AB 1286 creates first in the nation medication error reporting requirements for chain pharmacies and protects workers and patients in these settings
- Nate Allbee
- (415) 756-0561
Sacramento – Assemblymember Matt Haney’s (D-San Francisco) “Stop Dangerous Pharmacies Act” (AB 1286) was signed into law by Governor Newsom today. The bill creates first in the nation regulations for corporate chain pharmacies, such as CVS and Walgreens, to crack down on the nationwide problem of understaffed chain pharmacies making dangerous medication errors. Under this new law, chain pharmacies will be required to report all medication errors and staff the pharmacy with at least one clerk or pharmacy technician fully dedicated to performing pharmacy-related services.
“Medication errors are serious problems that can lead to illness, disability, or even death,” said Haney. “California pharmacies are making millions of errors a year – but they aren’t required to report any of them. This bill shows that we take Californians’ lives and health seriously with these common sense steps to stop medication error deaths from happening.”
A workforce survey conducted by the California State Board of Pharmacy showed nearly 91% of pharmacists felt that staffing wasn’t high enough to ensure safety in the pharmacy. Additionally, the Journal of the American Medical Association has reported that nearly 46% of patients cannot understand the information listed on their prescription drug labels. This is problematic because the Board’s survey also showed that 83% of pharmacists felt they did not have sufficient time to provide appropriate consultations to patients to make sure they understand how to safely take their medications.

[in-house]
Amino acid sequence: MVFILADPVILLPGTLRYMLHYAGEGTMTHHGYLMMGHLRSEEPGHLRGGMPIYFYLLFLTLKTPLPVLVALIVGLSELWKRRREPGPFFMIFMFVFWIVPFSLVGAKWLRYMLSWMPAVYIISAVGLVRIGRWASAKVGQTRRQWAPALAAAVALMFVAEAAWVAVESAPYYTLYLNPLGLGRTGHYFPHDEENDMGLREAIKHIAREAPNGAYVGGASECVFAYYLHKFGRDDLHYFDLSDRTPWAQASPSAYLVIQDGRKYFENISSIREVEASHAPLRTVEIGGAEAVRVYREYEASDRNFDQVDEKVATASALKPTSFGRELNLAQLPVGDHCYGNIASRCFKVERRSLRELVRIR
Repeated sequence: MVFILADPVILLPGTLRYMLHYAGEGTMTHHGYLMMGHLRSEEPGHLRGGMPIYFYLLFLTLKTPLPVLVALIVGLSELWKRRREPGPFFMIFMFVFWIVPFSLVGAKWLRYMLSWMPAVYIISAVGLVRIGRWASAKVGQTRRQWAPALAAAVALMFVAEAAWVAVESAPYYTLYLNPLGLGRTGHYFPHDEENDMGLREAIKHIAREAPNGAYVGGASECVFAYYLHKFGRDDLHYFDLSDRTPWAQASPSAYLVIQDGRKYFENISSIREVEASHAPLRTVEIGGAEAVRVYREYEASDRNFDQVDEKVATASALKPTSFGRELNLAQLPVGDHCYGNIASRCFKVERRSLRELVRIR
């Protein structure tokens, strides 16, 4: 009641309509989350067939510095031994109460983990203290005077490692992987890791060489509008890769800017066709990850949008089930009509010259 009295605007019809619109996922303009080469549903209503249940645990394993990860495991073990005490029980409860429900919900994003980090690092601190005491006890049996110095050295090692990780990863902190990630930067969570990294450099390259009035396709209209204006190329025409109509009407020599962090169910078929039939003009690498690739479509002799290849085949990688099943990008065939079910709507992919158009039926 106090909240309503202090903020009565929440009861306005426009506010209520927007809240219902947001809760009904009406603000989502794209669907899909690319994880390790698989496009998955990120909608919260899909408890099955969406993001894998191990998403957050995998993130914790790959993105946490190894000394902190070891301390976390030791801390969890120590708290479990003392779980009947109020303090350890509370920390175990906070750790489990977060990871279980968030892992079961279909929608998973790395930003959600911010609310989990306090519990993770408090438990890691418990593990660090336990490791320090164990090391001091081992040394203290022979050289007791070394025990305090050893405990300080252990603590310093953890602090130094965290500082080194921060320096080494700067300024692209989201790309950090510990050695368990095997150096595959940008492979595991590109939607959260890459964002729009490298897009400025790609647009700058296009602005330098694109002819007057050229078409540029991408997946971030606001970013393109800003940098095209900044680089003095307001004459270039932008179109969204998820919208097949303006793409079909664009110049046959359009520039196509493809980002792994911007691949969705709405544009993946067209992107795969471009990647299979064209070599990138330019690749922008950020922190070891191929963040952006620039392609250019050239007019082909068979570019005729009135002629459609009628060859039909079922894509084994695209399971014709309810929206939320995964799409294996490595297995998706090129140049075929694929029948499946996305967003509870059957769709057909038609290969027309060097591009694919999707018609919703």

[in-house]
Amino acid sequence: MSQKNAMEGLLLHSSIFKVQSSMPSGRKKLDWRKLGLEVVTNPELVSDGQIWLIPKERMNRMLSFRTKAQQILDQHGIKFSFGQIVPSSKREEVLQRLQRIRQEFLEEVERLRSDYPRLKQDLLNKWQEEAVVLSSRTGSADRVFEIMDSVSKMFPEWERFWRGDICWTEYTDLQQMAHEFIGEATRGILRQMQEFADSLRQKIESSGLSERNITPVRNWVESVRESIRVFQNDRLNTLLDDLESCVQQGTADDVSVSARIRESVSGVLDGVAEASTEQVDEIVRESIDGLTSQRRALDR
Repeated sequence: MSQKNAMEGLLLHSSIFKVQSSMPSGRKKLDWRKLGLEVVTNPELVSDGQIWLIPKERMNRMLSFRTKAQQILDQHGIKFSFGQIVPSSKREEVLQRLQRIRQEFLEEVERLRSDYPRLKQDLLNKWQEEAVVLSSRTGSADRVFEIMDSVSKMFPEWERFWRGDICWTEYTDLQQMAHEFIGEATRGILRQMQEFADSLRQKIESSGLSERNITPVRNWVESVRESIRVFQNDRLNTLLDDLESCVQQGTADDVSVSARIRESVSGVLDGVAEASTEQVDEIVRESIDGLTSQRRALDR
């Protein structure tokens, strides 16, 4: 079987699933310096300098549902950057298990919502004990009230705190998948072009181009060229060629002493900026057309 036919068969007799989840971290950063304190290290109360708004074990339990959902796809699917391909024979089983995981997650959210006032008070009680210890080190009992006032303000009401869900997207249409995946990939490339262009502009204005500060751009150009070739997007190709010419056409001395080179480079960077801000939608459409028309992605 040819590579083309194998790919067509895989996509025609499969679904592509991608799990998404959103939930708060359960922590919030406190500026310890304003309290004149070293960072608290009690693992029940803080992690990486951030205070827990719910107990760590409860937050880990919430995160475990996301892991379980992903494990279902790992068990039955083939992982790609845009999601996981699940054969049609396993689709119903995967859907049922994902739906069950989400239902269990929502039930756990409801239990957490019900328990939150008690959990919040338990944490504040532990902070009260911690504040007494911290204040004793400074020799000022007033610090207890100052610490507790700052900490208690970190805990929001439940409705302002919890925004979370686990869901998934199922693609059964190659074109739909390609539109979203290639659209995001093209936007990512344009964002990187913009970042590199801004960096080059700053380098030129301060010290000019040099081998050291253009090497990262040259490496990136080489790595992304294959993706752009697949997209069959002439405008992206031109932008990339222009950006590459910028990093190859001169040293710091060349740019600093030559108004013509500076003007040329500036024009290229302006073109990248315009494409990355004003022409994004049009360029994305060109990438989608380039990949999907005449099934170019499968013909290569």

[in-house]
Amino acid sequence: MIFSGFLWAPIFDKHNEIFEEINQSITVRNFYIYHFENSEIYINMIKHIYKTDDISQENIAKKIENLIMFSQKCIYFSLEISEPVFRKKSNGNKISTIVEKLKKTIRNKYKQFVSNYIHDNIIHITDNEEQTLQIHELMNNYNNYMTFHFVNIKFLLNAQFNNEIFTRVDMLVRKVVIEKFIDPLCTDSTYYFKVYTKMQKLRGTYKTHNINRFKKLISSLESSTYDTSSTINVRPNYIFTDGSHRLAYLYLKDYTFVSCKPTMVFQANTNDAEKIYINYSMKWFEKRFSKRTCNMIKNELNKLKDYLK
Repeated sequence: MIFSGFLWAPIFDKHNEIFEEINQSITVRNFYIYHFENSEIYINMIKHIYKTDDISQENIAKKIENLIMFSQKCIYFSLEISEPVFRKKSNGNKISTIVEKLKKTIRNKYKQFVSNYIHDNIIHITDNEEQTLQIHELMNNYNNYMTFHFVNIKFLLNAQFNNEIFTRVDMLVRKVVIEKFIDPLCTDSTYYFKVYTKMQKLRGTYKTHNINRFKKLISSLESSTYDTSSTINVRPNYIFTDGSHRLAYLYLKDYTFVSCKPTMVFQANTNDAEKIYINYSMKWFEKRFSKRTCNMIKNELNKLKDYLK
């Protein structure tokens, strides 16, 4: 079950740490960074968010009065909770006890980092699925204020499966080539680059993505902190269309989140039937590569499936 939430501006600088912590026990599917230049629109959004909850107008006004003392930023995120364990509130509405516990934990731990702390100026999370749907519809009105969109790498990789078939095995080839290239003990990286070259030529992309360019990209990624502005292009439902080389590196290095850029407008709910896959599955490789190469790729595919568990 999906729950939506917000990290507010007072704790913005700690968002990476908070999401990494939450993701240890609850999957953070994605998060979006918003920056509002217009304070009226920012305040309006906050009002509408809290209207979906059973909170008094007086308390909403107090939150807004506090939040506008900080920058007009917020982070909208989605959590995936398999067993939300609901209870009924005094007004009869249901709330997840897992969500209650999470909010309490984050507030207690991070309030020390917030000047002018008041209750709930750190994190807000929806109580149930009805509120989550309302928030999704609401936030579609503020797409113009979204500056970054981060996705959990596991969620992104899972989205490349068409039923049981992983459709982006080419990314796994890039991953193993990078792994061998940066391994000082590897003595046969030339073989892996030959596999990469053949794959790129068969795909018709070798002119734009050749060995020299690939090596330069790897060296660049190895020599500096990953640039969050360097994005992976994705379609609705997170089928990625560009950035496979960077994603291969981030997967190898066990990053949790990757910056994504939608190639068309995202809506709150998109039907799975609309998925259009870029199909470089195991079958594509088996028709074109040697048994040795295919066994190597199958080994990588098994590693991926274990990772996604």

Currently, California law requires at least one employee to be available to help the pharmacist in order to prevent fatigue, distraction, and other conditions that may interfere with the pharmacist's ability to provide adequate patient care – but pharmacists surveys show that this law is not often enforced. Furthermore, these staffing decisions are most commonly made by the chain store management that has no medical or pharmaceutical training.
AB 1286 empowers the pharmacists to make these important staffing decisions in dangerous situations where the work environment is compromised due to inadequate staffing.
“Today is a historic day for the California State Board of Pharmacy and California patients,” said President of the Board, Seung Oh, PharmD. “AB 1286 will establish the first in the nation revolutionary patient protection measures that will aim to truly improve patient care. The Board is grateful to Assemblymember Haney and Governor Newsom for sharing the Board’s vision and commitment to ensuring safe and effective pharmaceutical care for all Californians.”